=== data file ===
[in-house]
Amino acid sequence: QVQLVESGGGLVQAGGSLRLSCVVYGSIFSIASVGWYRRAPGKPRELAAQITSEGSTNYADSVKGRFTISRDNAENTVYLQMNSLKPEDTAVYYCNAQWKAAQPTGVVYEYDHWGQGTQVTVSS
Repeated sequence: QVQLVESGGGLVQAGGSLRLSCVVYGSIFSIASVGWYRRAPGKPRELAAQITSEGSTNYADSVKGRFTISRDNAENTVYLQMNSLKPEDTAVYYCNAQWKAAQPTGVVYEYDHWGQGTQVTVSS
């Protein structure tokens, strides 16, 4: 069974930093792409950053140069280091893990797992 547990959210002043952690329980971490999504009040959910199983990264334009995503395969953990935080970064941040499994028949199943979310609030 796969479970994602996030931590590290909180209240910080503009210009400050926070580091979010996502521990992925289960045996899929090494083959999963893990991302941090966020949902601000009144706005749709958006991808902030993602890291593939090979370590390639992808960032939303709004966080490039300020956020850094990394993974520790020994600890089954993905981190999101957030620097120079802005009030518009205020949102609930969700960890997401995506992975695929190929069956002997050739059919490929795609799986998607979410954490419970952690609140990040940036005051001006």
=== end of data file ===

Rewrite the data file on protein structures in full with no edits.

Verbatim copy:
[in-house]
Amino acid sequence: QVQLVESGGGLVQAGGSLRLSCVVYGSIFSIASVGWYRRAPGKPRELAAQITSEGSTNYADSVKGRFTISRDNAENTVYLQMNSLKPEDTAVYYCNAQWKAAQPTGVVYEYDHWGQGTQVTVSS
Repeated sequence: QVQLVESGGGLVQAGGSLRLSCVVYGSIFSIASVGWYRRAPGKPRELAAQITSEGSTNYADSVKGRFTISRDNAENTVYLQMNSLKPEDTAVYYCNAQWKAAQPTGVVYEYDHWGQGTQVTVSS
């Protein structure tokens, strides 16, 4: 069974930093792409950053140069280091893990797992 547990959210002043952690329980971490999504009040959910199983990264334009995503395969953990935080970064941040499994028949199943979310609030 796969479970994602996030931590590290909180209240910080503009210009400050926070580091979010996502521990992925289960045996899929090494083959999963893990991302941090966020949902601000009144706005749709958006991808902030993602890291593939090979370590390639992808960032939303709004966080490039300020956020850094990394993974520790020994600890089954993905981190999101957030620097120079802005009030518009205020949102609930969700960890997401995506992975695929190929069956002997050739059919490929795609799986998607979410954490419970952690609140990040940036005051001006």